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The “Difficult Patient”: Euro Cancer Travels, Part 4

Robyn Openshaw - Jan 24, 2013 - This Post May Contain Affiliate Links

In my tour of alternatives to chemo and radiation, throughout Europe, I encountered Dr. Alexander Herzog. He’s a traditionally trained oncologist, and he does administer chemotherapy in his small hospital called Fachklinik. Generally he does only low-dose chemotherapy combined with hyperthermia.

Hyperthermia is possibly the most evidence-based of the “alternatives” in cancer research. I did it myself, on camera, while I studied at Fachklinik. It takes a few hours to raise the body’s core temperature to 104 – 106 degrees. This elevates activity of T cells and lymphocytes. It burns out cancer cells. And it makes radiation and chemotherapy more effective on the cancer, and less deadly to healthy cells.

Most of the alternatives to slash/burn/poison do not have an industry backing them with millions of dollars for clinical trials. So one of the major uphill battles of anything “alternative” oriented is that the patient in an oncologist’s office is immediately bombarded with “studies.”

That’s another series of blog entries altogether, to expose the tactics of how statistics and “research” are manipulated, especially for breast cancer, a topic we’ll set aside for now.

But worldwide research, including a lot in universities in Germany, point to the efficacy of activating the immune response by inducing artificial fever via hyperthermia. Dr. Herzog said full-body hyperthermia is most effective for breast cancer, advanced cervical cancer, and sarcomas.

Dr. Herzog told me that his patients have opted out of the cancer machine and come to his clinic because they have been deemed “difficult patients.”

“You,” he told me, “would be a difficult patient.”

He said this affectionately with a smile. He says he likes the difficult ones. They are disliked, and even kicked out, sometimes, in traditional oncology clinics. He quoted a study to me (which I fear will be in German, but I will track it down) that difficult patients (highly involved, studiers, seekers) have the best outcomes.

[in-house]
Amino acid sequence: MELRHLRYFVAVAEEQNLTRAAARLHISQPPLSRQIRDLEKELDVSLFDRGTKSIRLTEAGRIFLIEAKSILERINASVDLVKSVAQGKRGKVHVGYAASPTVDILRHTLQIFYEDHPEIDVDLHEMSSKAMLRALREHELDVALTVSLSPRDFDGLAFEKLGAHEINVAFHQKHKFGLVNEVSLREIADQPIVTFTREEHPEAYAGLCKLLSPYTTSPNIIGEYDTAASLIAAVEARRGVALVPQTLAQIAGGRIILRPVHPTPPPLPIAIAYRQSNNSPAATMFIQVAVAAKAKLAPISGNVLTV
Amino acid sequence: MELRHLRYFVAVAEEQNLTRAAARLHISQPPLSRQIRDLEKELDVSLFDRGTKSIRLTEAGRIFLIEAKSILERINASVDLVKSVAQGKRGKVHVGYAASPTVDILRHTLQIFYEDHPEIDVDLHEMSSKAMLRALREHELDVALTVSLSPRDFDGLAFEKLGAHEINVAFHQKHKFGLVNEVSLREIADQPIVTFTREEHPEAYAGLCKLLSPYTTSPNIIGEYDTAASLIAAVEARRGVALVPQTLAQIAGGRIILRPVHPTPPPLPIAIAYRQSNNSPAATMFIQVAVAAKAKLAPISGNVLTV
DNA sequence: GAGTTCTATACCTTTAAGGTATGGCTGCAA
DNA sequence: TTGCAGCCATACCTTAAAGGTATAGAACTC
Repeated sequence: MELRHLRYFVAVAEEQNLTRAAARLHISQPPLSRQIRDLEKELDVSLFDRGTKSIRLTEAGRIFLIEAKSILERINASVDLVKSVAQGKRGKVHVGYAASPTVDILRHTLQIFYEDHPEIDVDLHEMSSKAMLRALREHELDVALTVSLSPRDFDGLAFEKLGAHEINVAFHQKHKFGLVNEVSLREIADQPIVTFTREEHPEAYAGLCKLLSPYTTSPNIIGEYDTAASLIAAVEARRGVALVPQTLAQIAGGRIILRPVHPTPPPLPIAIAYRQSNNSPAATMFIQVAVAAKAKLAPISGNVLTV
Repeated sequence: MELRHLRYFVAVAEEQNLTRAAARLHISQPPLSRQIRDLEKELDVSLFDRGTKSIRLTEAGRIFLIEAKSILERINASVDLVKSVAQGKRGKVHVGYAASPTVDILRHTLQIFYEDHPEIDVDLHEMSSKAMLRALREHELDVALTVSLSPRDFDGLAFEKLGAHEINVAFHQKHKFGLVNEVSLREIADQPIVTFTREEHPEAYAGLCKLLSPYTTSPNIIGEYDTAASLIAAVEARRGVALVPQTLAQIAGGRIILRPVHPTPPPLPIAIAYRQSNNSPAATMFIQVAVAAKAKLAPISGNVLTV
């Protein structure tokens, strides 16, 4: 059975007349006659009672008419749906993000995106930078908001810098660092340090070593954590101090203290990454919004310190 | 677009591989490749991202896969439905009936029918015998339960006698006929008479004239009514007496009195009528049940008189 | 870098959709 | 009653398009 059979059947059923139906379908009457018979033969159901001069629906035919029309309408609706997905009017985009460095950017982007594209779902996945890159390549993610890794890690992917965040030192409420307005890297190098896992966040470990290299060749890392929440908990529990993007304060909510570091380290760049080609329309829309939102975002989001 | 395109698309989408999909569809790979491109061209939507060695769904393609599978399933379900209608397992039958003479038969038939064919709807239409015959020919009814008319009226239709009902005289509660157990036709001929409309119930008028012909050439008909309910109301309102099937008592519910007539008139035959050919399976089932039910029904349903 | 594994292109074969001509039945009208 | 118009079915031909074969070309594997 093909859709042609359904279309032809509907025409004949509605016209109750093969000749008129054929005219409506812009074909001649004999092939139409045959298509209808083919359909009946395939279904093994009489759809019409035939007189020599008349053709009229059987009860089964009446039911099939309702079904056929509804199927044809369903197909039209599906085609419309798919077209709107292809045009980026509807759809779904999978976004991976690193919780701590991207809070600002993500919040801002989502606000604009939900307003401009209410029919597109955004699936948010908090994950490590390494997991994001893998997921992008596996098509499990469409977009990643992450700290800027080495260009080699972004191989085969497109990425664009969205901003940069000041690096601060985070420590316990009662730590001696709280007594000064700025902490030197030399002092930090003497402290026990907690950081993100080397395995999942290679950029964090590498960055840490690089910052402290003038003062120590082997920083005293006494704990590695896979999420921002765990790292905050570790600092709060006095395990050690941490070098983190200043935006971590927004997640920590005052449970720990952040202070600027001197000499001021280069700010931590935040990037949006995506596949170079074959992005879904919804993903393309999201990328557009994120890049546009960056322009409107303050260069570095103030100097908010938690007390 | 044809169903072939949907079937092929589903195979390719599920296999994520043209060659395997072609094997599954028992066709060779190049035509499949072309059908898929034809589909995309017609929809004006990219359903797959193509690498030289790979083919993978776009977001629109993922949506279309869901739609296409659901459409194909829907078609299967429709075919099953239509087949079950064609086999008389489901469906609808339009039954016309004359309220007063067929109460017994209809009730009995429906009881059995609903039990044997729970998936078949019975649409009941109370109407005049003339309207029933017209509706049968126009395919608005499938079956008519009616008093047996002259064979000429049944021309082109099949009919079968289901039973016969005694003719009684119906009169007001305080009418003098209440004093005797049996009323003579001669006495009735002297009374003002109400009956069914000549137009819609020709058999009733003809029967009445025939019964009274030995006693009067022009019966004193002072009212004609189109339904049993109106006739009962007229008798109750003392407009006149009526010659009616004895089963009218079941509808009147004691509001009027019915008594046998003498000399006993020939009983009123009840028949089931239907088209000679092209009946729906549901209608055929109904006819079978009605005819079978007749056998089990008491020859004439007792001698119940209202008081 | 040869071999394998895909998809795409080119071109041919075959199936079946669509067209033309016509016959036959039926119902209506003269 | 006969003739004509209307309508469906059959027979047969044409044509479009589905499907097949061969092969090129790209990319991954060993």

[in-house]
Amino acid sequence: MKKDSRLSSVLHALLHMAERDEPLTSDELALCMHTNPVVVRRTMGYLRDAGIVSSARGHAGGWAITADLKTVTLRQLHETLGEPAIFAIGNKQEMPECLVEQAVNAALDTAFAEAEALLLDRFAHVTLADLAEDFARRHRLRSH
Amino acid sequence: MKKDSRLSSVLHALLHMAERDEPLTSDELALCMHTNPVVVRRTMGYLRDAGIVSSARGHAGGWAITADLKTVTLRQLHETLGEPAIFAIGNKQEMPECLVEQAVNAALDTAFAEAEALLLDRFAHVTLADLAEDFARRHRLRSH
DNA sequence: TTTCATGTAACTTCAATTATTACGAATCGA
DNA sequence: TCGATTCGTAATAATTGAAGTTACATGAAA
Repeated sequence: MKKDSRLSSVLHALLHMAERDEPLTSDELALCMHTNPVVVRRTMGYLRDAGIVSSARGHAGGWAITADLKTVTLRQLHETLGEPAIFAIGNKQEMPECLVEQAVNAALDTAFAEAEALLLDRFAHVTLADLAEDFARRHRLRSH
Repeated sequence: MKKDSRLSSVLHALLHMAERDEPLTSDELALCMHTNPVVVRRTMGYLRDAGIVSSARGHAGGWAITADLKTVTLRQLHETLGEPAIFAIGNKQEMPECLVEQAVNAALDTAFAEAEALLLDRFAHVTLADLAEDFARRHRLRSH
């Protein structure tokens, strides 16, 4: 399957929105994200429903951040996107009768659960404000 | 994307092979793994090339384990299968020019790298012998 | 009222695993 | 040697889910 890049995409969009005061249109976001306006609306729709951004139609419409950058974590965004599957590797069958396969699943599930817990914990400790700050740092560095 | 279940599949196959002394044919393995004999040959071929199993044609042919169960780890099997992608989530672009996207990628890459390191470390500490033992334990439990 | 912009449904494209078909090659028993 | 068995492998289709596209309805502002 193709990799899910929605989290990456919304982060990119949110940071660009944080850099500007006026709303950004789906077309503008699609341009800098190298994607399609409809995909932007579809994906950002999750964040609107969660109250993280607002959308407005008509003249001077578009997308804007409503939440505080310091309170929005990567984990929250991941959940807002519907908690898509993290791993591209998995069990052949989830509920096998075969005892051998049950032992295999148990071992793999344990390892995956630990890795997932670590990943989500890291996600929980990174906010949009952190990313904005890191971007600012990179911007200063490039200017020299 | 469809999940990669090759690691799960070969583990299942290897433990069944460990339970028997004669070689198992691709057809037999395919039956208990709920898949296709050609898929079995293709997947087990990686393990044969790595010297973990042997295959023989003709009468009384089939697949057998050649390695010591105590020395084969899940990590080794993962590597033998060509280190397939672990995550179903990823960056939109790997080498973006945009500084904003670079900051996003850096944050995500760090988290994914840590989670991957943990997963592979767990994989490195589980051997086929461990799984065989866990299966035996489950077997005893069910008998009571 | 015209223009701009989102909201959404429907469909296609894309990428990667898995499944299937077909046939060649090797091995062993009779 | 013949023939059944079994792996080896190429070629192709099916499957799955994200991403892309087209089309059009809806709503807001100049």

Most patients, he said, do little or no research and simply put themselves in the doctor’s hands. They shut their eyes tight and submit to the burning gamma rays, or the needle in the arm, or both, and hope for the best.

Understandably, fear grips them. When I talk to these cancer patients, I say, “This is important. This is NOT an emergency.” When I interviewed Dr. Herzog and asked him what he’d want a cancer patient to know, immediately, he said,

“That you have time to research. Get a second opinion.” He feels that life-and-death decisions should not be made in a moment of fearful paralysis.

Remember Oprah’s quote: “When we know better, we do better.” (Do you decrease your mortality rate, then, just by reading this blog? 😉 The kind of people who read my blog are reading widely from other sources, too, I bet.)

Know BetterThe “difficult patient” is simply an educated one, who asks a lot of questions. That’s how Dr. Herzog defined it.

Please. Be a difficult patient, if you find yourself a patient. Tomorrow I tell you what I’ve learned watching four people close to me in 2012 diagnosed with cancer, and their choices.

Posted in: Health Concerns

11 thoughts on “The “Difficult Patient”: Euro Cancer Travels, Part 4”

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  1. tmariel says:

    Some cancers are very fast growing, and it can be an “emergency”. You don’t always have a long time to look at options. It is completely overwhelming and very scary to have to make drastic choices with your health when you are also emotionally overwhelmed. I grew up living on whole foods and using alternative medicine. I said that I would never do chemotherapy. But when I found out this year that I had cancer, suddenly I was open to anything that would help me live longer. It was really interesting how I could even consider chemotherapy, since I know all the arguments against it.

    The cancer I’ve had is the fastest growing kind there is, and honestly within a month it could have spread to my lungs, brain, or other areas. It is also the kind with the very best “cure rate” using chemotherapy. (I know that cure rates can be misleading) I also have a neighbor who just died of pancreatic cancer about a month after being diagnosed. I think that is why so many people get scared into doing chemotherapy. Luckily, all that I did naturally started working immediately, and I have a supportive oncologist who monitors my cancer with a weekly blood test. It looks like my cancer is almost gone. I feel very blessed, but I also am very understanding of how hard it is to say “no, I won’t do what my doctor recommends.” Hopefully someday modern and alternative medicine practitioners will work together to effectively cure cancer. Until then, it can be a heartrending decision. Thanks for helping spread the word about natural therapies that really work.

    1. Ahmed says:

      hi. would you please share how you cured your cancer, which treatments you used? thanks a lot for your support.

      1. Elsa Anderson says:

        Hi Ahmed, You may also be very interested in learning more about Robyn’s close friend, Chris Wark’s protocol. I will leave a few links below for you.

        Beat Cancer with Chris Wark: https://greensmoothiegirl.local/your-high-vibration-life/episodes/ep-21-beat-cancer-with-chris-wark/